Paragraph [0280] referred to the Shore hardness of the sealing member as being in the range of 20-50 Shore A, and explained that this range allowed a good balance between the sealing properties and the ability to hold the sealing member in place.

Paragraph [0291] explained that the sealing member could be compressed or deformed during sensor insertion, because it had a certain elasticity. The person skilled in the art would understand this to mean "a certain elasticity in the preferred range", which was in line with the disclosure of paragraph [0280].

Thus, claim 1 did not contravene the requirements of Article 123(2) EPC.

Auxiliary request 2 - clarity

Male-female mechanical structures for providing a connection between two pieces were well known in mechanical engineering.

It was clear from the claim that, in order to prevent deformation and translation, the sealing member was maintained on the housing by such structures. This implied that the male-female mechanical structures provided a connection of the sealing member to the housing.

Therefore, claim 1 did not lack clarity.

Auxiliary request 2 - sufficiency of disclosure

The patent clearly stated that the hardness was to be measured using the Shore durometer test, and the range in claim 1 was a Shore hardness range, measured by the ASTM D2240 standard. The reference to other methods in the patent was therefore irrelevant.

The person skilled in the art would know how to use the ASTM D2240 method.

Hence, the invention was sufficiently disclosed to be carried out by the person skilled in the art.

Auxiliary request 2 - novelty and inventive step

D2 did not disclose the feature that the sealing member was mechanically maintained on the housing by means of male-female mechanical structures.

Simple placement of the entire sealing member in a base with an elevated lip (as shown in Figure 4 of D2) did not amount to using a male-female mechanical structure as discussed for example in paragraph [0291] of the application as filed, and as shown in Fig. 4D.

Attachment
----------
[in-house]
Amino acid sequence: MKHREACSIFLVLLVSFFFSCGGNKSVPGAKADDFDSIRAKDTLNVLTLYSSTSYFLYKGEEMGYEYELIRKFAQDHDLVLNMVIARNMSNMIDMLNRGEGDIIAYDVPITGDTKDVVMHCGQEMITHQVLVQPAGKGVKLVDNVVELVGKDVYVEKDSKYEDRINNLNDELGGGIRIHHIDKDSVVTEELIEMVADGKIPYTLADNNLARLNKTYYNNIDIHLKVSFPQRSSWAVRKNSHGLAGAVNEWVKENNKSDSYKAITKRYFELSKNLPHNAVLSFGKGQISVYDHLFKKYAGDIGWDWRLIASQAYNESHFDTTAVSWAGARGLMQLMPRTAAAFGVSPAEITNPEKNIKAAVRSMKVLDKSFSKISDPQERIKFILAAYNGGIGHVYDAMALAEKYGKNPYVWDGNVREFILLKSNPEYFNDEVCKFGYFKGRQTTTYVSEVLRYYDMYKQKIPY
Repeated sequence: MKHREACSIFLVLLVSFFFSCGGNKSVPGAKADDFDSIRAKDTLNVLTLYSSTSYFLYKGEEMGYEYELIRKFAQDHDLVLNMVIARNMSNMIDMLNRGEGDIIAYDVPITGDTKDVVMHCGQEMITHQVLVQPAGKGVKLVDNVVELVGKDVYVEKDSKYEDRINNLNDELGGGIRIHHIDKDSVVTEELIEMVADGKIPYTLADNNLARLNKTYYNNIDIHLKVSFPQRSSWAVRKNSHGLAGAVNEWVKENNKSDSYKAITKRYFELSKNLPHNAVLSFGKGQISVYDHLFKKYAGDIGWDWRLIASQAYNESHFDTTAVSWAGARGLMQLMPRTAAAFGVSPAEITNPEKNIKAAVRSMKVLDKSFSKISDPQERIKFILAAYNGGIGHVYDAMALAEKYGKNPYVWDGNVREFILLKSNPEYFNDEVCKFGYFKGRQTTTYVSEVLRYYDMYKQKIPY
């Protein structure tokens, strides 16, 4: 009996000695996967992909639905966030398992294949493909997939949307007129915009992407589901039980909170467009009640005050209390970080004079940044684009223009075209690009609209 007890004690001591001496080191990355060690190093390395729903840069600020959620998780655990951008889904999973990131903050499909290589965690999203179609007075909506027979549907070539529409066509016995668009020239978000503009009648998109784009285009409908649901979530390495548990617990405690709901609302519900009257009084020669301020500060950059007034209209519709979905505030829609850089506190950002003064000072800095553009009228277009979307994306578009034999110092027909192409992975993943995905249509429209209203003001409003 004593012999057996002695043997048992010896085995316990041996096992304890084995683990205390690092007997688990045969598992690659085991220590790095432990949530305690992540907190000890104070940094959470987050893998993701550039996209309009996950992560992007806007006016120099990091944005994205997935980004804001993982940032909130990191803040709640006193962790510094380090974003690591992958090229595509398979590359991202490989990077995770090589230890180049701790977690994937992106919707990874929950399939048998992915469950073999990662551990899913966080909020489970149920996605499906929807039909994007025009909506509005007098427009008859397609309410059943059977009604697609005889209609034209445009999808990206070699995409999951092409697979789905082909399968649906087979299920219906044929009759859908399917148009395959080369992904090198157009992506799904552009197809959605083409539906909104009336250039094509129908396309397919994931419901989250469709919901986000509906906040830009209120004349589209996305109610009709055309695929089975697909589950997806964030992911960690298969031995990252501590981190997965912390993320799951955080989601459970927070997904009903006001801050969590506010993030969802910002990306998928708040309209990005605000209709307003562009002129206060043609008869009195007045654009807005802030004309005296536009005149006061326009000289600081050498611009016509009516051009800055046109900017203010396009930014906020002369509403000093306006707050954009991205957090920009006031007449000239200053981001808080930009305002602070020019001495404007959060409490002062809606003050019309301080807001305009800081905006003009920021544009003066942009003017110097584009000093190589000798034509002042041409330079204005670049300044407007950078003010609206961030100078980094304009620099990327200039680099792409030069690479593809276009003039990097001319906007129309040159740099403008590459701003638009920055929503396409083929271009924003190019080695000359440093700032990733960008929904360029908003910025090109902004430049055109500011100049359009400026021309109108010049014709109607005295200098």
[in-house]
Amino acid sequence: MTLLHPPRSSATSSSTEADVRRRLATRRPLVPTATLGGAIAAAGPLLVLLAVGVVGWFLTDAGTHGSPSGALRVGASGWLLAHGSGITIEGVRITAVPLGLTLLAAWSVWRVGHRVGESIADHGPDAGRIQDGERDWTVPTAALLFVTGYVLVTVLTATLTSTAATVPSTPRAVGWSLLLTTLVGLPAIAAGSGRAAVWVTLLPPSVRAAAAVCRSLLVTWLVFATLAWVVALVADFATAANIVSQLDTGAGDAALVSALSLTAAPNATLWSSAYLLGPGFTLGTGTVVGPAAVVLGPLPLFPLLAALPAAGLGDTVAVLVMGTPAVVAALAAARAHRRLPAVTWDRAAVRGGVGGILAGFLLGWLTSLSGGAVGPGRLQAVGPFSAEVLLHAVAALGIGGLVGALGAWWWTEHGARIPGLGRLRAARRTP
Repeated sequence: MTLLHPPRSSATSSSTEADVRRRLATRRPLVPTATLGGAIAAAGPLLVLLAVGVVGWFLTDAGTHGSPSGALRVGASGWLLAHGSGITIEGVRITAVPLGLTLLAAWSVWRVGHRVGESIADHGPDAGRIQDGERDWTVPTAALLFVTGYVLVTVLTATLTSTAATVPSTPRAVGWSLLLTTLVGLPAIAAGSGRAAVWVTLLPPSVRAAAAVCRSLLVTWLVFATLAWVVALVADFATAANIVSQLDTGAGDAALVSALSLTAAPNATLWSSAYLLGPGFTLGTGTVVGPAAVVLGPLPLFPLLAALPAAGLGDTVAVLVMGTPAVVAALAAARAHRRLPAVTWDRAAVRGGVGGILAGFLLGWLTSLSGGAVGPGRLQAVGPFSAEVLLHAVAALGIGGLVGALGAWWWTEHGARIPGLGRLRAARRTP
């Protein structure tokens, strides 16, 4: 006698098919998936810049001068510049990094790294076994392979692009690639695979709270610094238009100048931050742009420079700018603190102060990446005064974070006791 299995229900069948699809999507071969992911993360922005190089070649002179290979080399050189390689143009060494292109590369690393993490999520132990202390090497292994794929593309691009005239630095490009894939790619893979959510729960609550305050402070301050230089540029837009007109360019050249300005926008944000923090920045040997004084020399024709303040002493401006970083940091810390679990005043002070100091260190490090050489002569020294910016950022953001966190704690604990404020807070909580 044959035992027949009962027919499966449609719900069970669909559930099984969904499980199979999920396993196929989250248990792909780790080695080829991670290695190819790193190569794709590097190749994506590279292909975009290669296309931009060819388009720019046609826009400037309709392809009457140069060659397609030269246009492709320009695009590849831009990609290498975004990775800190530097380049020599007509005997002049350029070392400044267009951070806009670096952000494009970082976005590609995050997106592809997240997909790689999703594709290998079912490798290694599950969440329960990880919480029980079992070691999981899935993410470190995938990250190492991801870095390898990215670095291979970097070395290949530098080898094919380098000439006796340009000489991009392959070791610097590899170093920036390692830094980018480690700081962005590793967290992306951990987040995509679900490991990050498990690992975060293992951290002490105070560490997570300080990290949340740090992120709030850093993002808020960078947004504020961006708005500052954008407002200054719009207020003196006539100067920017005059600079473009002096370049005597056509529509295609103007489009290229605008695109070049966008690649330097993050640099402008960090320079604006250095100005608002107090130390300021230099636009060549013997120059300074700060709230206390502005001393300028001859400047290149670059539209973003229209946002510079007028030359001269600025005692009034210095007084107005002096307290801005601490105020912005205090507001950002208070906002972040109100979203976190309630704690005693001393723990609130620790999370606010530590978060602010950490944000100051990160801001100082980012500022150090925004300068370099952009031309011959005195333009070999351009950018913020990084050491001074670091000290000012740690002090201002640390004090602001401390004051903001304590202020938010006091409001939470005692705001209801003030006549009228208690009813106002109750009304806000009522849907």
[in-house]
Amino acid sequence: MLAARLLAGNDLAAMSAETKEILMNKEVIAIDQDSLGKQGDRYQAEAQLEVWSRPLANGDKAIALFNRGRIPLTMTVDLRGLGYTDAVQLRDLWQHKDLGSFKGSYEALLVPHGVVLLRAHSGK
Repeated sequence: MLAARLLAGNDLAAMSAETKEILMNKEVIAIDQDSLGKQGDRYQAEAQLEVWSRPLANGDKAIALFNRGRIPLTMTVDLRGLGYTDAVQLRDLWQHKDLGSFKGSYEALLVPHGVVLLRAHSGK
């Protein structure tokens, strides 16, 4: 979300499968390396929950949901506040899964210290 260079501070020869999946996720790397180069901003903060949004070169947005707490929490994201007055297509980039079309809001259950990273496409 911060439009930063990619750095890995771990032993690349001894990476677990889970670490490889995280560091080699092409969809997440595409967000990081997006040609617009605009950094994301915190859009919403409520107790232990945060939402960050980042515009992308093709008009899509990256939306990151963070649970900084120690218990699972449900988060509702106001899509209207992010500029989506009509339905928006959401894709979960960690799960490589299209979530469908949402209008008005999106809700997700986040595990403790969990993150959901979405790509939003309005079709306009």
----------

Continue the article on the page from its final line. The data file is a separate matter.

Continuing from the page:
Furthermore, contrary to the Opposition Division's view (point 7.2 of the contested decision), the contacts 28 extending into the sealing member could not be regarded as such structures. Since the contacts 28 were not connected to the housing, they could not hold the sealing member in place during insertion of the sensor.

The technical effect achieved by the male-female mechanical structures was a reduction of movement of the sealing member and sensor during insertion, which resulted in improved accuracy of sensor placement. The objective technical problem was therefore to design a device with improved sensor placement accuracy upon insertion.

The above-mentioned problem was solved by the above additional distinguishing feature.

The claimed solution is not obvious in view of the cited prior art. Neither D2 nor the remaining prior art said anything about the problem of sensor movement during the insertion.

For these reasons, the claimed subject-matter was novel and inventive in view of the cited prior art.

Reasons for the Decision

1. Subject-matter of the invention

The invention relates to a device for transcutaneous measurement of glucose in a patient. The device comprises a housing and a sensor including a distal portion adapted to extend out of the mounting unit for insertion under the host's skin, and a proximal portion adapted to remain above the host's skin. The proximal portion of the sensor is connected to sensor electronics by at least one electrical contact.

According to claim 1 of auxiliary request 2, at least one of the sensor and the electrical contact is at least partially surrounded by a sealing member, which is disposed on the housing and has the following characteristics.

- It comprises a material having a durometer hardness between 20 Shore A and 50 Shore A.

- It is configured to be mechanically maintained on the housing by means of male-female mechanical structures, without substantial translation, deformation and/or compression during insertion of the sensor into subcutaneous tissue of the host using an applicator.

- It is configured to seal the electrical contact from moisture when the sensor is operably connected to the sensor electronics.